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PRACTICE EDUCATOR

Assessing the pulse rate in adult patients

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Pulse assessment is a vital component of good nursing care. Nurses must feel confident in their ability to accurately measure the pulse to assess patients’ health statuses

Abstract

Assessing the pulse is a common procedure and an important aspect of many nursing interventions; it should always be done with care and reassessed as needed. Assessment should always be taken seriously, with any deviations from the norm reported to a senior clinician, and pulse rate, rhythm and strength must always be documented. Pulses indicate numerous patient characteristics including the degree of relaxation, regularity of cardiac contractions and sufficiency of cardiac output. This article considers the relevant anatomy, physiology and practice of pulse assessment and recording.

Citation: Lowry M, Ashelford S (2015) Assessing the pulse rate in adult patients. Nursing Times; 111: 36/37, 18-20.

Authors: Mike Lowry is lecturer in nursing; Sarah Ashelford is lecturer in biological sciences; both at the University of Bradford.

Introduction

Cells require a constant supply of oxygen and nutrients, and must continuously remove waste products such as carbon dioxide. It is the function of the circulatory system to transport nutrients, oxygen, carbon dioxide, waste metabolites and hormones throughout the body.

The circulatory system consists of the heart, blood vessels and blood. The heart acts as a pump to generate blood pressure, which drives blood through the vessels. Arteries - thick-walled vessels - carry blood away from the heart at high pressure. The larger arteries have elastic fibres within their walls that enable them to stretch momentarily as they fill with blood when the heart contracts and pumps blood around the body. These elastic arteries then recoil as the heart relaxes.

What is the pulse?

The momentary stretching and relaxing of the arteries occurs with each heartbeat - this is what is felt as the pulse, and should have regular and consistent rhythm. The pulse starts in the aorta (for the systemic system) and spreads as a “pulse wave”, which travels through all the arteries. The farther away from the heart the artery is located, the fainter the pulse, because the energy of the pulse becomes dissipated as it moves through the arteries. By the time blood reaches the capillaries, there is no longer a pulse, and pulses cannot be felt in the veins that return blood to the heart.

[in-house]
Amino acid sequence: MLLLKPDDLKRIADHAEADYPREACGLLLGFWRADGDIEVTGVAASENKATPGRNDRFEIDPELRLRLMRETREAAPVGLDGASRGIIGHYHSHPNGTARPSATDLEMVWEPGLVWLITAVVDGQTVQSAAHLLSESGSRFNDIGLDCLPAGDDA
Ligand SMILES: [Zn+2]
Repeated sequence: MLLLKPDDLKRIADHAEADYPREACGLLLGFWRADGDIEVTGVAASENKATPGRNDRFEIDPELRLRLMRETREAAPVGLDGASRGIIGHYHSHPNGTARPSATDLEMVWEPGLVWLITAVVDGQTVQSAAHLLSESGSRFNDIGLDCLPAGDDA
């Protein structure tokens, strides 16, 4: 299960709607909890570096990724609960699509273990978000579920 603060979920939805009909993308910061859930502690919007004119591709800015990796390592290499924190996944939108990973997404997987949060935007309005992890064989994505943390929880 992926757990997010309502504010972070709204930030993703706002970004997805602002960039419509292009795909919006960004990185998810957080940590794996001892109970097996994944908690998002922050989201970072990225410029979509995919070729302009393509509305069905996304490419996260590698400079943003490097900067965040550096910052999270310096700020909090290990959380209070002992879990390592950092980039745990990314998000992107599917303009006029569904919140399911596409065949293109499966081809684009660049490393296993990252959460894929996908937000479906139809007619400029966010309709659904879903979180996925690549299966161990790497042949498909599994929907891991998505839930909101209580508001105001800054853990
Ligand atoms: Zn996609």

The pulse is a pressure wave in the arterial wall. If an artery wall is pressed at a pulse point, the pulse of pressure in the arterial wall can be felt as blood is squeezed along with each contraction of the heart. The pulse, therefore, occurs with each heartbeat; the frequency, or rate, at which it is felt indicates the rate at which the heart is beating (the heart rate).

The strength (or amplitude) of the pulse depends on the volume of blood squeezed out of the heart with each beat; this is called the stroke volume. The strength of the pulse is also influenced by the extent of elasticity of the artery wall. The arteries become stiffer with age - this is called arteriosclerosis - and the extent to which they can stretch with each pulse reduces.

Heart anatomy and function

The heart rate and stroke volume determine the cardiac output - the volume of blood pumped out of the heart each minute. As may be expected, cardiac output must be maintained at all times for the circulation to continue. Heart rate, and therefore pulse rate, depends on a number of physiological factors.

Muscle tissue requires an electrical signal to contract. For the skeletal muscles, which are used to move limbs and to alter posture, this electrical signal comes from peripheral nerves; however, the myocardium - which is the muscle that makes up most of the heart - can generate its own signal.